I've chosen to have none of the home-based means by which the majority of us now enjoy films. No cable, no Netflix, no Amazon Prime - just antenna-fed TV and DVDs from the library, augmented by online rentals from Kino Lorber, a foreign-film distributor that fills the gaps left by the Spectrum. That leaves plenty of money in the budget to pay for tickets.

Currently, the Spectrum (an eight-screener on a main thoroughfare in the city) is showing several new releases that will contend for Oscars, including Licorice Pizza, Drive My Car, The Tragedy of Macbeth, and Nightmare Alley. I hope to see all of those before they leave the big screen, and will make an extra effort to do so. 

Going out to a movie still fills me with anticipation, freshens my step, and then fulfils that latent desire to be enveloped in the dark, alone or with friends, wrapped up in a story, with brilliant images, resonant sounds, and anonymous fellow theatergoers who sometimes have a word or two of comment during the credits.

I used to regularly run into friends at the Spectrum, and even made a new friend on occasion as we paused in the lobby to share our responses to a good film. Now, it's usually just the staff, who somehow still have jobs, but these days clearly seem to have not enough to do.

The Spectrum is part of a national chain (Landmark), which has theaters all over the United States, most of them in far larger markets than ours. I suppose those venues are making enough money to help keep this one open. But it's not something I would want to count on for long. 

So, please, if you value the presence of a great independent movie theater in your region, and wouldn't want to see it close, get up off the couch, grab a coat and the keys, and go support it. You'll be glad you did.

Note: I'm in Albany, so the Spectrum on Delaware Avenue is my go-to cinema - but there are several other small, independent movie theaters in the Capital Region that equally deserve your support, including the Criterion in Saratoga Springs and the Movieland 6 in Schenectady, both of which are owned by Bow Tie Cinemas, a national chain with 38 venues - coincidentally, the same number as Landmark.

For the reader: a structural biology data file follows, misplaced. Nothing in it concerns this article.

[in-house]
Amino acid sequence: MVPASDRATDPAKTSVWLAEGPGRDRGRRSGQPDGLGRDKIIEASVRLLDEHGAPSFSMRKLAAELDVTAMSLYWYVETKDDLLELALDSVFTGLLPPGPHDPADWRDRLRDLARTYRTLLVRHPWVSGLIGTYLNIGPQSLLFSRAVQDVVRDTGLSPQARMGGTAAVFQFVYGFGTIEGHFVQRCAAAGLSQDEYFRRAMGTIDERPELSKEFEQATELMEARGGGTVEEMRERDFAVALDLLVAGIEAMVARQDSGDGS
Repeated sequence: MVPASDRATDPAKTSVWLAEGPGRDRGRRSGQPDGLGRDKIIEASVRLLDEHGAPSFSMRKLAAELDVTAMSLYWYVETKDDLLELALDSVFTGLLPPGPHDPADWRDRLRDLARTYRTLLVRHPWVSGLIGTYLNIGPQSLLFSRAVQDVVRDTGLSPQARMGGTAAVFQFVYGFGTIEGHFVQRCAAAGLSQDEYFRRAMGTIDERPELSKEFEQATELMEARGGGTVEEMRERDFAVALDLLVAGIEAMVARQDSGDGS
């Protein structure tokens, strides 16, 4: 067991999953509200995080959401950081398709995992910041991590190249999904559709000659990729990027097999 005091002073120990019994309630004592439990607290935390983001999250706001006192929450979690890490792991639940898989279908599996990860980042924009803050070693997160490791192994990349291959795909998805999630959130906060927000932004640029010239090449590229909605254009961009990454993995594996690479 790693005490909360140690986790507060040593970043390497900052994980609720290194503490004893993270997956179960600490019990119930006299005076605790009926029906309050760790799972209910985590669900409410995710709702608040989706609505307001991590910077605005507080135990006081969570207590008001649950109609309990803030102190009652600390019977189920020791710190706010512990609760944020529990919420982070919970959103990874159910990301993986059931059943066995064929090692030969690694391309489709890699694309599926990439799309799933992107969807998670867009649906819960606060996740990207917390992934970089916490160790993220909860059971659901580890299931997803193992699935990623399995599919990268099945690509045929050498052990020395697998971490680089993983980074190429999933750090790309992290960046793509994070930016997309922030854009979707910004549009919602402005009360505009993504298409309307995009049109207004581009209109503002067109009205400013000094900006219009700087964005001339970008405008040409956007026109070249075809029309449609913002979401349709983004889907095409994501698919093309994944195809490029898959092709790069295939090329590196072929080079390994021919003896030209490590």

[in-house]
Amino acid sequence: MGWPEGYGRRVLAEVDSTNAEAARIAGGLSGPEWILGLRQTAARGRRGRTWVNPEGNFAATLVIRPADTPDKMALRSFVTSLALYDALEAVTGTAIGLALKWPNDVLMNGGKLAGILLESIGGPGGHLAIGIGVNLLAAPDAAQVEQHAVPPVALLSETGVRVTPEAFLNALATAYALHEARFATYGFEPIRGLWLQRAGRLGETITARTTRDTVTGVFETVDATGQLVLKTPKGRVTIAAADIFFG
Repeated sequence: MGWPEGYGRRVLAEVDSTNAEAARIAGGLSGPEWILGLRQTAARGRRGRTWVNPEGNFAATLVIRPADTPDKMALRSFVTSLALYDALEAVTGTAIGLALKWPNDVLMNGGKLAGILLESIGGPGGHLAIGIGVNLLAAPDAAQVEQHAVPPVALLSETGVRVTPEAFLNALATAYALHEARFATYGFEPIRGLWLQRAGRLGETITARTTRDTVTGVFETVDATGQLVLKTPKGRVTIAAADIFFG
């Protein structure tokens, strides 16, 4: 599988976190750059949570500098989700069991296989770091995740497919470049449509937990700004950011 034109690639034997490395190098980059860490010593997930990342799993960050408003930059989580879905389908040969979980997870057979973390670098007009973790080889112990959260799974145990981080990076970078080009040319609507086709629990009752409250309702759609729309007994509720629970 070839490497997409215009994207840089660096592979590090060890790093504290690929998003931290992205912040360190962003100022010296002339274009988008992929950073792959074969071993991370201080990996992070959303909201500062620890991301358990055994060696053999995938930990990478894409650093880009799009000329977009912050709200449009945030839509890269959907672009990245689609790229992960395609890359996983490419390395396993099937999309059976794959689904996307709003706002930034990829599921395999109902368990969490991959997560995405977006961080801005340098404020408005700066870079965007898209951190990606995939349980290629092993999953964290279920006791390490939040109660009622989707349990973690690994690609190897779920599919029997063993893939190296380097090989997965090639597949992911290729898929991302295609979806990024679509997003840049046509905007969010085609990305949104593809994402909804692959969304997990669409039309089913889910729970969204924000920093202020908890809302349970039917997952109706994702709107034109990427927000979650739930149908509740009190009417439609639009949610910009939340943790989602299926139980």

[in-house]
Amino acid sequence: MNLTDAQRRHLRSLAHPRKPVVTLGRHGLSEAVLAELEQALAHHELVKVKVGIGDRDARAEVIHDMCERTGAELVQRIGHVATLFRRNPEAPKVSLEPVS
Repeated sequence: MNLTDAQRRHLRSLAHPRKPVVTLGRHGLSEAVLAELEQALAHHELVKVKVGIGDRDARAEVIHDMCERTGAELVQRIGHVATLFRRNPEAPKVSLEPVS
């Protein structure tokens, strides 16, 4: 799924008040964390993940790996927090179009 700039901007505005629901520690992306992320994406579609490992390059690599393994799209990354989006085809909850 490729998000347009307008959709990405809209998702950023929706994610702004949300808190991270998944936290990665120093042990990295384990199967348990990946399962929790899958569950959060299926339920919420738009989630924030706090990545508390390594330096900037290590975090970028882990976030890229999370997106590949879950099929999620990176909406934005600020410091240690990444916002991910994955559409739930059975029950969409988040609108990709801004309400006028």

Wednesday, January 12, 2022

Pieced Together at APL

Henry Klimowicz - Large Collections of Like a Lichen #2
cardboard and glue 2021
Perhaps one of the best-kept secrets on the local gallery scene is the Pine Hills Branch of the Albany Public Library, where expertly curated exhibitions of regional artists have been mounted about twice a year for quite some time.* And the current show, Pieced Together, is one of the best yet.

Organized by staff at Russell Sage College's Opalka Gallery, Pieced Together features 11 artists united by the theme of assemblage, an often overlooked art form that came into its own during the height of Modernism, in particular among Dadaists, often in the unassuming clothing of paper collage. Most of the work in this show follows fairly closely in that tradition, while some of it feels more connected to later periods of contemporary art that grew out of Modernism.

Altogether, this is a particularly lively collection of very accomplished work by well-established local favorites and a few relative newcomers, including one recent Sage graduate, Chloe Harrison, whose delicate matboard constructions show promise, while confirming her self-described fledgling status.

Beth Humphrey - Mutual Aid, 2020
spray paint, gouache, crayon, film on paper
Highlights from the show are many, even if one must perform something of a treasure hunt to find them all in the two-level space which, though not designed for art exhibitions, still serves well to showcase the work. Installations here always exploit the big central staircase, this time featuring two of my personal favorite artists of recent times: Beth Humphrey, who presents a constellation of small framed works on a mid-level wall that delight with their shapes, colors, and layerings; and Kenneth Ragsdale, who offers a suspended wire laden with playful, oversized folded-paper objects from his own quirky personal vocabulary of memories and imaginings.

Paula Drysdale Frazell - Nap Time, 2015
acrylic paint and fabric on canvas